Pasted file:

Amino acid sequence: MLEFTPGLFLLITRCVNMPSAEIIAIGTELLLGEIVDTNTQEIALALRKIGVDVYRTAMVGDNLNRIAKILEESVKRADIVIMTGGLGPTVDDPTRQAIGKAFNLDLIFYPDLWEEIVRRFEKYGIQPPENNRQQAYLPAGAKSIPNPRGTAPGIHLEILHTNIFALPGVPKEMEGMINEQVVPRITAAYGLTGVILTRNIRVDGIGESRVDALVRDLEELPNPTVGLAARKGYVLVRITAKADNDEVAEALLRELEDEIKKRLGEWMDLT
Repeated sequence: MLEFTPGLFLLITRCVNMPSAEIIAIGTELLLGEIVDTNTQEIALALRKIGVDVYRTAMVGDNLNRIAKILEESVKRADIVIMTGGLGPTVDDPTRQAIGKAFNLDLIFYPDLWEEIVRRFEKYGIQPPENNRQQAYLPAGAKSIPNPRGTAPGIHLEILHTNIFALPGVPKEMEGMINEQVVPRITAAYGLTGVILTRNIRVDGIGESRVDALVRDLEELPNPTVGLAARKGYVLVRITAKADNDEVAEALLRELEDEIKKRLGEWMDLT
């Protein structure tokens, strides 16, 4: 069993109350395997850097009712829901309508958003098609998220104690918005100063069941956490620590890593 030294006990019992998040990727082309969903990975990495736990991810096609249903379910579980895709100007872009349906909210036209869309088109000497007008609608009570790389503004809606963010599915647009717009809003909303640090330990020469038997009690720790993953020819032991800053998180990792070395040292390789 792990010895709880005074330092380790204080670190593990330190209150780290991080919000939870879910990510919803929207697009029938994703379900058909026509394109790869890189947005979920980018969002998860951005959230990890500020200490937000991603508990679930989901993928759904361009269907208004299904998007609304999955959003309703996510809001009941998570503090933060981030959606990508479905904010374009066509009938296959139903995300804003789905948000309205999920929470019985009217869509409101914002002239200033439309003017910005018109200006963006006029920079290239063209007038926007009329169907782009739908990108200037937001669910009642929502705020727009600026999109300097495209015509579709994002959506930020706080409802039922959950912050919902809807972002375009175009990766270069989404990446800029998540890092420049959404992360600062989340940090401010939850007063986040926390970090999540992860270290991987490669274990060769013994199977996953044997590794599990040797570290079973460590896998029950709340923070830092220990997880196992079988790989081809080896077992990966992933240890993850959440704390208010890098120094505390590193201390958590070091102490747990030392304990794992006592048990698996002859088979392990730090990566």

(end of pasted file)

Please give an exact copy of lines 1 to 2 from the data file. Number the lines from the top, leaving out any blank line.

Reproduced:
Amino acid sequence: MLEFTPGLFLLITRCVNMPSAEIIAIGTELLLGEIVDTNTQEIALALRKIGVDVYRTAMVGDNLNRIAKILEESVKRADIVIMTGGLGPTVDDPTRQAIGKAFNLDLIFYPDLWEEIVRRFEKYGIQPPENNRQQAYLPAGAKSIPNPRGTAPGIHLEILHTNIFALPGVPKEMEGMINEQVVPRITAAYGLTGVILTRNIRVDGIGESRVDALVRDLEELPNPTVGLAARKGYVLVRITAKADNDEVAEALLRELEDEIKKRLGEWMDLT
Repeated sequence: MLEFTPGLFLLITRCVNMPSAEIIAIGTELLLGEIVDTNTQEIALALRKIGVDVYRTAMVGDNLNRIAKILEESVKRADIVIMTGGLGPTVDDPTRQAIGKAFNLDLIFYPDLWEEIVRRFEKYGIQPPENNRQQAYLPAGAKSIPNPRGTAPGIHLEILHTNIFALPGVPKEMEGMINEQVVPRITAAYGLTGVILTRNIRVDGIGESRVDALVRDLEELPNPTVGLAARKGYVLVRITAKADNDEVAEALLRELEDEIKKRLGEWMDLT